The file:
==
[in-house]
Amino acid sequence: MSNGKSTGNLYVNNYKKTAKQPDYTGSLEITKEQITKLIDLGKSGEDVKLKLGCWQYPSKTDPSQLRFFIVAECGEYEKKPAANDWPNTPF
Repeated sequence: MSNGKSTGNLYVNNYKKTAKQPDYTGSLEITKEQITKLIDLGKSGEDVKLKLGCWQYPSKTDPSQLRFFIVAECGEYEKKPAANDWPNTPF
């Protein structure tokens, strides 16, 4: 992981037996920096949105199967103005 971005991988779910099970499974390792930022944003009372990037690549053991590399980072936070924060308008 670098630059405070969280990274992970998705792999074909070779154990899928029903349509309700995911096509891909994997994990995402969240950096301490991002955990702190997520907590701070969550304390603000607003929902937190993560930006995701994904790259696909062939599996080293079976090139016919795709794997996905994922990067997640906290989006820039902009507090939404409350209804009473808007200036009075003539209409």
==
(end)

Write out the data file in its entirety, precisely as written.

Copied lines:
[in-house]
Amino acid sequence: MSNGKSTGNLYVNNYKKTAKQPDYTGSLEITKEQITKLIDLGKSGEDVKLKLGCWQYPSKTDPSQLRFFIVAECGEYEKKPAANDWPNTPF
Repeated sequence: MSNGKSTGNLYVNNYKKTAKQPDYTGSLEITKEQITKLIDLGKSGEDVKLKLGCWQYPSKTDPSQLRFFIVAECGEYEKKPAANDWPNTPF
């Protein structure tokens, strides 16, 4: 992981037996920096949105199967103005 971005991988779910099970499974390792930022944003009372990037690549053991590399980072936070924060308008 670098630059405070969280990274992970998705792999074909070779154990899928029903349509309700995911096509891909994997994990995402969240950096301490991002955990702190997520907590701070969550304390603000607003929902937190993560930006995701994904790259696909062939599996080293079976090139016919795709794997996905994922990067997640906290989006820039902009507090939404409350209804009473808007200036009075003539209409």